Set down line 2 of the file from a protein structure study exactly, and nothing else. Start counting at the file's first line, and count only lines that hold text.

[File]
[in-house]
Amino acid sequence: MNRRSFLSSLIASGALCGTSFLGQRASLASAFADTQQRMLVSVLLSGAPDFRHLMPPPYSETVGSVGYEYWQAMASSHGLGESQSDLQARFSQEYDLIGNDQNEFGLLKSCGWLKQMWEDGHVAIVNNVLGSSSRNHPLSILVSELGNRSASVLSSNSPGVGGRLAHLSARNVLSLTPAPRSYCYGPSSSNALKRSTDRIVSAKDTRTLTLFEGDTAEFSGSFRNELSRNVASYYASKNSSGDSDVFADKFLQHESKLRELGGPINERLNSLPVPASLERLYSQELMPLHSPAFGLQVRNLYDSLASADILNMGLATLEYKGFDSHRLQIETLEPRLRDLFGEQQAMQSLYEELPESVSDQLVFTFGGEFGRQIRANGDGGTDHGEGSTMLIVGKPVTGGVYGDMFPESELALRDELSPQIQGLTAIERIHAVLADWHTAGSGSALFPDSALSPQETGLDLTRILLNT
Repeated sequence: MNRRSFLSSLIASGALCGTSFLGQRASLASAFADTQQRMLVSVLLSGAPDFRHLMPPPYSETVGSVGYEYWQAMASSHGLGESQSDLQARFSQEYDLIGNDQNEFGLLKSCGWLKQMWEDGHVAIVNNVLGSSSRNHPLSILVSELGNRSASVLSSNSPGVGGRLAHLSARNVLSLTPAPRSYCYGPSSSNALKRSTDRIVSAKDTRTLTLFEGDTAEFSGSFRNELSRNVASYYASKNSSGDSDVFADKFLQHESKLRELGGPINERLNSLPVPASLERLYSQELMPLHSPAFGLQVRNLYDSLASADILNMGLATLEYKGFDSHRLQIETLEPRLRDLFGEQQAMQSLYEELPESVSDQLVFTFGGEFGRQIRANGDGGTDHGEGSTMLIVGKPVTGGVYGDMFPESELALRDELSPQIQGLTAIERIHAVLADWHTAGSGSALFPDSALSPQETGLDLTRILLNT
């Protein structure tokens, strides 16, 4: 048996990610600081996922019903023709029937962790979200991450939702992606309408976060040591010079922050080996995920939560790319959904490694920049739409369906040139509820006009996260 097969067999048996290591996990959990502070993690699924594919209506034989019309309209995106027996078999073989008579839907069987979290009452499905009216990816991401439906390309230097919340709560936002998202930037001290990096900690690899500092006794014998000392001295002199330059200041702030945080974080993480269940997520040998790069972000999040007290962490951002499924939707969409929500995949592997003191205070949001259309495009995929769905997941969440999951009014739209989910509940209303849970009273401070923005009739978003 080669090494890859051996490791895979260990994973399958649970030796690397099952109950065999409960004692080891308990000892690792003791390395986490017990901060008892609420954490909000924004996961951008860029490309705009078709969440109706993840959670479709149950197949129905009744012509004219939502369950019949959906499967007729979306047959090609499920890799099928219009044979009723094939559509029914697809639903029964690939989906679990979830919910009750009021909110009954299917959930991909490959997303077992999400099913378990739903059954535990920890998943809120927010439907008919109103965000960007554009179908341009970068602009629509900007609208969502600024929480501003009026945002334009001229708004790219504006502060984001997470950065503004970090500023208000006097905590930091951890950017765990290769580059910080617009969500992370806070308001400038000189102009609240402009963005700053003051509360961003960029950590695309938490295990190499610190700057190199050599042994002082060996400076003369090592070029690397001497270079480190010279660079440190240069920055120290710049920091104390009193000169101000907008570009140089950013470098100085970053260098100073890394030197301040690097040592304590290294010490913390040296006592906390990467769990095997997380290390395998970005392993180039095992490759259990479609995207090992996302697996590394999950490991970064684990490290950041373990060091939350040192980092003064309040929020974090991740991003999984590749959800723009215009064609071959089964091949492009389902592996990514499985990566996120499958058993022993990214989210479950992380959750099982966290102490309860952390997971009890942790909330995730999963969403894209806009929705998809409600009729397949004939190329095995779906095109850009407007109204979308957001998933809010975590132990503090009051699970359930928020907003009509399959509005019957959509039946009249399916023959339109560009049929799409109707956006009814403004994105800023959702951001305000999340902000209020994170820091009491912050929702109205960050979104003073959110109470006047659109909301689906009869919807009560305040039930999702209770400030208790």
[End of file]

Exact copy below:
Amino acid sequence: MNRRSFLSSLIASGALCGTSFLGQRASLASAFADTQQRMLVSVLLSGAPDFRHLMPPPYSETVGSVGYEYWQAMASSHGLGESQSDLQARFSQEYDLIGNDQNEFGLLKSCGWLKQMWEDGHVAIVNNVLGSSSRNHPLSILVSELGNRSASVLSSNSPGVGGRLAHLSARNVLSLTPAPRSYCYGPSSSNALKRSTDRIVSAKDTRTLTLFEGDTAEFSGSFRNELSRNVASYYASKNSSGDSDVFADKFLQHESKLRELGGPINERLNSLPVPASLERLYSQELMPLHSPAFGLQVRNLYDSLASADILNMGLATLEYKGFDSHRLQIETLEPRLRDLFGEQQAMQSLYEELPESVSDQLVFTFGGEFGRQIRANGDGGTDHGEGSTMLIVGKPVTGGVYGDMFPESELALRDELSPQIQGLTAIERIHAVLADWHTAGSGSALFPDSALSPQETGLDLTRILLNT